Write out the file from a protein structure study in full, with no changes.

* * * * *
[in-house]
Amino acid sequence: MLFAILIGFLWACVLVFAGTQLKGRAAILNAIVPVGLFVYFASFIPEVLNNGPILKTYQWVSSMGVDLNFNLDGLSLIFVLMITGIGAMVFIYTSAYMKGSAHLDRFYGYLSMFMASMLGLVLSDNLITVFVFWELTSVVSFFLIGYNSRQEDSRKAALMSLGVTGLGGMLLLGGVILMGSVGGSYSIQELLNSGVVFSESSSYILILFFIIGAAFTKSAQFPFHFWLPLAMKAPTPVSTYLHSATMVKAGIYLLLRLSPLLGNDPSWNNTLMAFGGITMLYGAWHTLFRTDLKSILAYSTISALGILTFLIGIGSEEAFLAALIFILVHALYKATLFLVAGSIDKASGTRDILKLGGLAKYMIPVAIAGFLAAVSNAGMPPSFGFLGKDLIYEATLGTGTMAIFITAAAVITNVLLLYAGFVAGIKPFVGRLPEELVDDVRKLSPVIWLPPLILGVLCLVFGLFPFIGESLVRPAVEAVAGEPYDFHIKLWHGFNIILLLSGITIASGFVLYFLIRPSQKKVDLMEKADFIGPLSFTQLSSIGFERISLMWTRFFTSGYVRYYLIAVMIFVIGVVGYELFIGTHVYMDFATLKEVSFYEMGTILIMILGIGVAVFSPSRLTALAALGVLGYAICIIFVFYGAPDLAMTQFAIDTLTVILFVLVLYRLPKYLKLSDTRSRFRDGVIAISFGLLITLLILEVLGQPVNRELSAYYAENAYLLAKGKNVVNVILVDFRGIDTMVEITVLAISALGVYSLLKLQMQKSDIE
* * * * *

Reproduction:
[in-house]
Amino acid sequence: MLFAILIGFLWACVLVFAGTQLKGRAAILNAIVPVGLFVYFASFIPEVLNNGPILKTYQWVSSMGVDLNFNLDGLSLIFVLMITGIGAMVFIYTSAYMKGSAHLDRFYGYLSMFMASMLGLVLSDNLITVFVFWELTSVVSFFLIGYNSRQEDSRKAALMSLGVTGLGGMLLLGGVILMGSVGGSYSIQELLNSGVVFSESSSYILILFFIIGAAFTKSAQFPFHFWLPLAMKAPTPVSTYLHSATMVKAGIYLLLRLSPLLGNDPSWNNTLMAFGGITMLYGAWHTLFRTDLKSILAYSTISALGILTFLIGIGSEEAFLAALIFILVHALYKATLFLVAGSIDKASGTRDILKLGGLAKYMIPVAIAGFLAAVSNAGMPPSFGFLGKDLIYEATLGTGTMAIFITAAAVITNVLLLYAGFVAGIKPFVGRLPEELVDDVRKLSPVIWLPPLILGVLCLVFGLFPFIGESLVRPAVEAVAGEPYDFHIKLWHGFNIILLLSGITIASGFVLYFLIRPSQKKVDLMEKADFIGPLSFTQLSSIGFERISLMWTRFFTSGYVRYYLIAVMIFVIGVVGYELFIGTHVYMDFATLKEVSFYEMGTILIMILGIGVAVFSPSRLTALAALGVLGYAICIIFVFYGAPDLAMTQFAIDTLTVILFVLVLYRLPKYLKLSDTRSRFRDGVIAISFGLLITLLILEVLGQPVNRELSAYYAENAYLLAKGKNVVNVILVDFRGIDTMVEITVLAISALGVYSLLKLQMQKSDIE